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Sorry if this seems like a stupid question but im actually having a hard time finding a straight answer. I know PNRP is MS's technology for implementing peer-to-peer but how does it actually work - i mean im assuming when you register your address in the global cloud that it is actually contacting a Microsoft server to find a peer address then handing back the peer endpoint info.

Im a little confused still as to how addresses are found in the cloud when say there are only 2 peers located across the globe.

... From what i understand there has to be a peer resolver to maintain a list of registrations (assuming a brand new node comes online) it then hands addresses of its closest neighbors to connect to. This can be a central server that I own if i choose to use an address the services/apps know about or the global cloud which i assume uses a peer resolver that microsoft operates.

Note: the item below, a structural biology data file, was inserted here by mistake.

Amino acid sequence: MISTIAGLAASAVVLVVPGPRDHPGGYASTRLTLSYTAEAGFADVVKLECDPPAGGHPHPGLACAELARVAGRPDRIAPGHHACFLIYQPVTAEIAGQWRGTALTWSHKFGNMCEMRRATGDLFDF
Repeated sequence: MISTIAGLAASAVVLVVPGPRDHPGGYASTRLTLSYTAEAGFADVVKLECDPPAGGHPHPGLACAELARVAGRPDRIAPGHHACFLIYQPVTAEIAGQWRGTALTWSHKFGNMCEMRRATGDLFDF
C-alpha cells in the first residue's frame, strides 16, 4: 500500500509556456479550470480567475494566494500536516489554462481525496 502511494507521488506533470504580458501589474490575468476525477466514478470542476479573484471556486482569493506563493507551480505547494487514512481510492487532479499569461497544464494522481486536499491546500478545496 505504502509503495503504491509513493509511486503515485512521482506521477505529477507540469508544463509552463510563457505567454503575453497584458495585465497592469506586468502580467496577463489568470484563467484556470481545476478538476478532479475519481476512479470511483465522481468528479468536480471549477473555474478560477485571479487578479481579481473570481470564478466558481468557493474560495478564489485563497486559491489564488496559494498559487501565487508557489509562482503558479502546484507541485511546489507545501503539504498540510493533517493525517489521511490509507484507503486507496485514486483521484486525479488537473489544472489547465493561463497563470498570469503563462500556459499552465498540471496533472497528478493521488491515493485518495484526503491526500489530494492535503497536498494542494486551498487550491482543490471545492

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From the Wikipedia page:

Internally, PNRP uses an architecture similar to distributed hash table systems such as Chord or Pastry. The peer name is hashed to produce a 128-bit peer identifier, and a DHT-like algorithm is used to retrieve the location of the host publishing that identifier.

This means their infrastructure is not centralized; there isn't "a Microsoft server" to ask. Metaphorically, you're asking the cloud for routing information, and it collaboratively answers.

If there were only two computers in the cloud, they would both know about each-other.

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Here's the goods


It covers the basics:

Meshes, Nodes, Channel Security, Resolvers.

And the answer to your question is the resolver. Your programs can collaborate on a peer to peer level but they need central servers to find each other instantly. You would publish a resolver to your server and all the clients would use it.

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